September 18, 2006

How to say sorry to a forget-me-not

And not your standard run-of-the-mill forget-me-not either: a water forget-me-not. Myosotis palustris syn. Myosotis scorpioides.

Myosotis palustrisIt looked really great back in March, didn't it? I don't normally buy flowering perennials in March - and I really don't recommend it either - but the horticultural students at Algonquin College were having their annual flower show and there was no way I could walk past this plant without buying it. It's not easy to find and I like it so much better than the standard Myosotis sylvestris.

"Why?" you ask. "What's so special about it?"

I always love it when you set me up for what I want to say like that.

Because this is a perennial, more or less evergreen forget-me-not, which will even rebloom a bit throughout the season. As the name might lead you to believe, it does prefer to stay damp, but it doesn't require boggy conditions. Dappled light in moist soil will keep it quite happy. It is more or less on the edge of its range here, so it's wise to make sure it's mulched during the winter if the snow cover isn't reliable. That's how I lost my last clump - a good thaw followed by a prolonged very cold snap did it in.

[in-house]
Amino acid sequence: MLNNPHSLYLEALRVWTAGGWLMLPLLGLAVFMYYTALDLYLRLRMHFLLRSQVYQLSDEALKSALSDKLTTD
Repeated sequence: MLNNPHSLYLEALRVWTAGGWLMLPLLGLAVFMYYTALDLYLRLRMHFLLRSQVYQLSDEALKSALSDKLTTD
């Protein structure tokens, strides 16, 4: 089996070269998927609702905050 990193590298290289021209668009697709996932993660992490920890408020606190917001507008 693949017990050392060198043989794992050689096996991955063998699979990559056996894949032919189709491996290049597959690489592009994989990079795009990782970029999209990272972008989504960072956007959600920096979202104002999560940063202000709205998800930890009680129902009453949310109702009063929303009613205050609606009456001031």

These greenhouse-grown perennials (I bought a white-flowered one too) had to be hardened off which was difficult to do when it was still basically winter. I'd almost succeeded very nicely too, and was leaving them outside even overnight as the weather warmed when we got a good cold night. I forgot to bring them in. Absent-mindedness is one of my worst garden pests, let me assure you. Unfortunately, they don't sell sprays for it.

The plants survived, but they were weakened and a bunch of opportunistic aphids moved in and clobbered them even further. I got rid of the aphids once I noticed them and then put the plants in the ground. My bleeding heart more than doubled in size from last year and overran the poor things. Are you beginning to see why an apology or five was in order?

Well, that's what I'm going to do. I'm going to make it up to them. The survivors anyway. I'm digging up my meadow anemones with some real regret, but I just don't have a good place for them. They're too tall where I've got them in front of the Jack Frost brunnera, so I'll put the forget-me-nots in their place. It should make for a lovely cloud of blue come spring, with both the FMG's and Jack Frost displaying their matching blooms at once.

Previous post on the topic of Jack Frost brunnera, Meadow anemones

Technorati tag:

1 comment:

Blackswamp_Girl said...

Sounds beautiful! If you ever find a spray (organic for me, please) to cure that forgetfulness, let me know. I need it, too! :)